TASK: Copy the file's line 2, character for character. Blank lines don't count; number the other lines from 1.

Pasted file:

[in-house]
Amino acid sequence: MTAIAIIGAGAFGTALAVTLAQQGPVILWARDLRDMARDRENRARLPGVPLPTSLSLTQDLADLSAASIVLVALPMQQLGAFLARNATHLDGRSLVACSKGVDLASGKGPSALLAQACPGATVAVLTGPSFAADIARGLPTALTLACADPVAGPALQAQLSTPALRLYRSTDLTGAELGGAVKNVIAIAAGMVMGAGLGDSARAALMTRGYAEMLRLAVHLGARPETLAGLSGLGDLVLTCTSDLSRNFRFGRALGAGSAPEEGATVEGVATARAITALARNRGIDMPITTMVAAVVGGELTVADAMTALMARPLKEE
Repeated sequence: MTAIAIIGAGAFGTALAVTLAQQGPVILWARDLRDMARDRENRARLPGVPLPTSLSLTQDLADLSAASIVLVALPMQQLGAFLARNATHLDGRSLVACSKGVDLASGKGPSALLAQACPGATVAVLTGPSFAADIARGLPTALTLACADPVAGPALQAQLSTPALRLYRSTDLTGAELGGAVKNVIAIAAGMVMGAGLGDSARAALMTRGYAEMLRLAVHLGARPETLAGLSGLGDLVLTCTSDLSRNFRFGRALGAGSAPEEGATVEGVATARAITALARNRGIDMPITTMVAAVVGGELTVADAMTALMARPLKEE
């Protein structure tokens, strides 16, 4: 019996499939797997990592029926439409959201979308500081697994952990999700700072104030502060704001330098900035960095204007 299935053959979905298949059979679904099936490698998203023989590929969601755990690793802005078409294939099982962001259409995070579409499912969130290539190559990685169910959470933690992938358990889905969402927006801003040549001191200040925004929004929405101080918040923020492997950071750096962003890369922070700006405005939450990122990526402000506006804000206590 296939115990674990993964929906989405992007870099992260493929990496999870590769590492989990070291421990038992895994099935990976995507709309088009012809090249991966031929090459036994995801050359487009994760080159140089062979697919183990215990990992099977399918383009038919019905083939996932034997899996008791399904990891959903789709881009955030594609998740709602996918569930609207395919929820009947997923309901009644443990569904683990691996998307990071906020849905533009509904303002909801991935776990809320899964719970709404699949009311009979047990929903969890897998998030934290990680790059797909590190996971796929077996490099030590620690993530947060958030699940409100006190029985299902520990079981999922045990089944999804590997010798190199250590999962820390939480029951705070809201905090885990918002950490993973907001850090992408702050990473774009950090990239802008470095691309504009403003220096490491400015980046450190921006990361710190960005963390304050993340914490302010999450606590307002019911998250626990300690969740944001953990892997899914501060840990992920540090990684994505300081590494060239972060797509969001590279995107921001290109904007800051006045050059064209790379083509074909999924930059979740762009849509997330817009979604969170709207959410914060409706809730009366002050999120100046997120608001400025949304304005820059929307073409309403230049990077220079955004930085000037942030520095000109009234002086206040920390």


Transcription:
Amino acid sequence: MTAIAIIGAGAFGTALAVTLAQQGPVILWARDLRDMARDRENRARLPGVPLPTSLSLTQDLADLSAASIVLVALPMQQLGAFLARNATHLDGRSLVACSKGVDLASGKGPSALLAQACPGATVAVLTGPSFAADIARGLPTALTLACADPVAGPALQAQLSTPALRLYRSTDLTGAELGGAVKNVIAIAAGMVMGAGLGDSARAALMTRGYAEMLRLAVHLGARPETLAGLSGLGDLVLTCTSDLSRNFRFGRALGAGSAPEEGATVEGVATARAITALARNRGIDMPITTMVAAVVGGELTVADAMTALMARPLKEE